In one scene of UPN’s new hospital-set chill-fest “All Souls,” a beautiful blond woman leads our hunky hero physician into the basement and suggests they “play doctor.” As the two, shall we say, begin the examination, the blond transforms into a corpse, surrounded by other corpses in this former lunatic asylum. This doctor-zombie pairing couldn’t be any stranger than the marriage of two prominent executive producers behind this show, the venerable Aaron Spelling and Mark Frost of “Twin Peaks” fame. Their progeny resembles both its parents, a merging of the beauty and the beast: Spelling provides the former, the sleek and superficial good looks; Frost delivers the surreal, beastly creepiness. It’s too early to say whether this series will grow up to make its parents proud, but it’s a precocious toddler nonetheless.
Created by Stuart Gillard and Stephen Tolkin, “All Souls” centers upon newly minted surgeon Mitchell Grace (Grayson McCouch), who has dreamed his whole life of following in his father’s footsteps and working at the fictional Boston hospital from which the series takes its name. Opening scenes of the pilot show us the culmination of Mitch’s desires, as he enters “All Souls” as a resident, immediately thinking back to his father’s unfortunate, and mysterious, early demise.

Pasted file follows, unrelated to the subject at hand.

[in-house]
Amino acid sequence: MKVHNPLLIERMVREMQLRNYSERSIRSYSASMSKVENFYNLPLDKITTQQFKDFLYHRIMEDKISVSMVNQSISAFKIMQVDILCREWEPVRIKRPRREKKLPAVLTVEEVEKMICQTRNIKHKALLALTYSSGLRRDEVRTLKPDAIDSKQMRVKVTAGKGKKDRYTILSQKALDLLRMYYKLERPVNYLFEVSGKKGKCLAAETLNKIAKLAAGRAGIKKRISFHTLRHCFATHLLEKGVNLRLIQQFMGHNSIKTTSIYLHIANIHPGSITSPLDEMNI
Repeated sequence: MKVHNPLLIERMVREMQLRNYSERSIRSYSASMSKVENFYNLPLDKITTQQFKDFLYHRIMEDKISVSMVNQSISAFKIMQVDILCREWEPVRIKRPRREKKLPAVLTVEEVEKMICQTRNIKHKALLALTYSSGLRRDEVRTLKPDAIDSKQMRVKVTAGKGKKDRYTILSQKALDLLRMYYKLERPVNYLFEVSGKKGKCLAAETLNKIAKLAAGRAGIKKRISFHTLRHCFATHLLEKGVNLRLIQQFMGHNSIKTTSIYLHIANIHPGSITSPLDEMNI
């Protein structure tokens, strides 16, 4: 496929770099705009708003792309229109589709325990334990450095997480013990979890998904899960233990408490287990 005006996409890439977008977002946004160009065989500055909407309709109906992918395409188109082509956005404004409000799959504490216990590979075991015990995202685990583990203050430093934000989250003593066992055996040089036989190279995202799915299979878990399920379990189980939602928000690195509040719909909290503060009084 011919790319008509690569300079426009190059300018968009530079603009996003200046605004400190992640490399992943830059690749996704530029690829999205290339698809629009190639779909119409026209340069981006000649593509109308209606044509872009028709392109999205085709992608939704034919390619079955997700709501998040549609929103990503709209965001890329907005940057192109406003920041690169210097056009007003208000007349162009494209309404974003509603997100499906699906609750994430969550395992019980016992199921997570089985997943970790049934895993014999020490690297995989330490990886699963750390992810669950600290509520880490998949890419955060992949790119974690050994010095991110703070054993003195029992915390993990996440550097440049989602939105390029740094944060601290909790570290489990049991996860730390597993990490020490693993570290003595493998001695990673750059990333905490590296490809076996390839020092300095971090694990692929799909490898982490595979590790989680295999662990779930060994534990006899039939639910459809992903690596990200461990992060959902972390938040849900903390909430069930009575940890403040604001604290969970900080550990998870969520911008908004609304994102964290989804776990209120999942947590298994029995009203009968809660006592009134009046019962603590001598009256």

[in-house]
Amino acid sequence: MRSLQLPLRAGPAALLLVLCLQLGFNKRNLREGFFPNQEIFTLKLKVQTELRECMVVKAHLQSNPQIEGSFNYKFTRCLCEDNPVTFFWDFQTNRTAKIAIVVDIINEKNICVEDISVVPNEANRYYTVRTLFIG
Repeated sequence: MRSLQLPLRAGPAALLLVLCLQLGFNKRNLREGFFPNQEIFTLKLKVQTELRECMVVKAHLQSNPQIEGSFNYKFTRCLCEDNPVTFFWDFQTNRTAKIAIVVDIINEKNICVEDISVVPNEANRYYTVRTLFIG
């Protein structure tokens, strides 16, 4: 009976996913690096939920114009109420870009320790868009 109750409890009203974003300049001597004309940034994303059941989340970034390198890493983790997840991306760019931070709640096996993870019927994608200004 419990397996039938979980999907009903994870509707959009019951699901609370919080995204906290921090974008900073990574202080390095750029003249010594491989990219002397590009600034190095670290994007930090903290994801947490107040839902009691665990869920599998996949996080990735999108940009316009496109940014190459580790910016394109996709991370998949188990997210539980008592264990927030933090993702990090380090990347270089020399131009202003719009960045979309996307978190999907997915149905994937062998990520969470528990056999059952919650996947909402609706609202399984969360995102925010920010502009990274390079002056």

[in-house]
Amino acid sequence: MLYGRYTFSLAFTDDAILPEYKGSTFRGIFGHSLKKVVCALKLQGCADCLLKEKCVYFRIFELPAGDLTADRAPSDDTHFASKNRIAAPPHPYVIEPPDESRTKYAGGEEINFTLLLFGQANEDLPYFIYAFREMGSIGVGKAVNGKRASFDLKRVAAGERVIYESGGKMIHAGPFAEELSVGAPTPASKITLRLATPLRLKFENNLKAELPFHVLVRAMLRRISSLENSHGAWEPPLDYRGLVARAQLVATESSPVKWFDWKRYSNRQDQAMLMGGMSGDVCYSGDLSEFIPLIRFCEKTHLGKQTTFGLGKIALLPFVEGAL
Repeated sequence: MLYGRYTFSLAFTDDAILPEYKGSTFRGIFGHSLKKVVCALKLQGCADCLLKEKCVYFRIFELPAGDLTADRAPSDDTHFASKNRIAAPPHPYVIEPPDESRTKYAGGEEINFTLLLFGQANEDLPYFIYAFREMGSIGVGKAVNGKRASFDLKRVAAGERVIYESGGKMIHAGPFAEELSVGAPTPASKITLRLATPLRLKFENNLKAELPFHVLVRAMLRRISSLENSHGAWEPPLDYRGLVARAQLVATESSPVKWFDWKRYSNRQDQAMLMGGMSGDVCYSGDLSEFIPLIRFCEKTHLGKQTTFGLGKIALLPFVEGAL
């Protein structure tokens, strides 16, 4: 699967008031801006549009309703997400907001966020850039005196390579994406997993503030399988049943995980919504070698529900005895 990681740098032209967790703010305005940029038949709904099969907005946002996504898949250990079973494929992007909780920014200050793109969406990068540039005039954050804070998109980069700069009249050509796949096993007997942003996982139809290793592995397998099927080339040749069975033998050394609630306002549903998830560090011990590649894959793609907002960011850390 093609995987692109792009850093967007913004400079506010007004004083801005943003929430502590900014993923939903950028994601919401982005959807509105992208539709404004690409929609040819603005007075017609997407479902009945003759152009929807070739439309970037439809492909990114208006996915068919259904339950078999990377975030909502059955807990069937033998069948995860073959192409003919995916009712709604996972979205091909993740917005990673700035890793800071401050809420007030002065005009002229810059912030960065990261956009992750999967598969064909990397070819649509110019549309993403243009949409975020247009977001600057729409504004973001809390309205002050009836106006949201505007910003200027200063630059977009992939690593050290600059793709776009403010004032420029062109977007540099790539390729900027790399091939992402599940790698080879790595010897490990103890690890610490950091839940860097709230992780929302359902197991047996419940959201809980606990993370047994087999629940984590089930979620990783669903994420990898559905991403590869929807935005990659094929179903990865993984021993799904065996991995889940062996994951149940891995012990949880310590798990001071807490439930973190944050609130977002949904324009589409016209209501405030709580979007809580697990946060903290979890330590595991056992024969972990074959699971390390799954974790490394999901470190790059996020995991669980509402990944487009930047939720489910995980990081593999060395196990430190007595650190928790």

The series doesn’t dilly-dally. There’s something eerie about All Souls from the get-go, and by the end of his first day there Mitchell has seen the ghosts of the asylum past and begun to suspect questionable experiments are going on at the hospital, probably with the back-handed assent of the institution’s morose-looking board of directors.
He finds an ally in Nurse Glory St. Claire (Irma P. Hall), who seems to be the only one able to see the woman in mourning costume parading through the hallways with a baby carriage. Nurse Glory quickly lets Dr. Grace — mmm, those names might have meaning, no? — know that the forces for good in the hospital, where “the dead have power,” have been awaiting his arrival for decades. Grace’s other human allies include hospital administrator Nicole De Brae (Serena Scott Thomas), fellow intern Brad (Daniel Cosgrove) and his computer-savvy paraplegic buddy Pat (Adam Rodriguez).
Cinematographer Tom Burstyn and production designers Michael Joy and Collin Niemi provide a lot of shadows for the basement scenes and make effective use of the more sterile environment of the hospital proper. Gillard directs with a fairly taut hand, and the pilot episode delivers some genuine horror, particularly a scene where a jarred fetus starts moving. The iconography here isn’t especially original — in many ways, this seems like a compilation of Stephen King stories, the Hugh Grant thriller “Extreme Measures” and every movie ever made about a former lunatic asylum.
There’s certainly much more of a superficial gloss to this than to the Frost-David Lynch collaboration “Twin Peaks,” but it’s also a lot more accessible than that memorable but short-lived series. The Spelling touch is present mostly in the very pretty faces, starting with McCouch, who comes off as a good combination of tough and sensitive, driving a motorcycle, wearing a leather jacket, shaving seemingly every third day or so, and yet also writing his pager number on the hand of a boy whose mother has been admitted. Even with its contrived packaging, “All Souls” is potentially the scariest network show since “The X-Files.”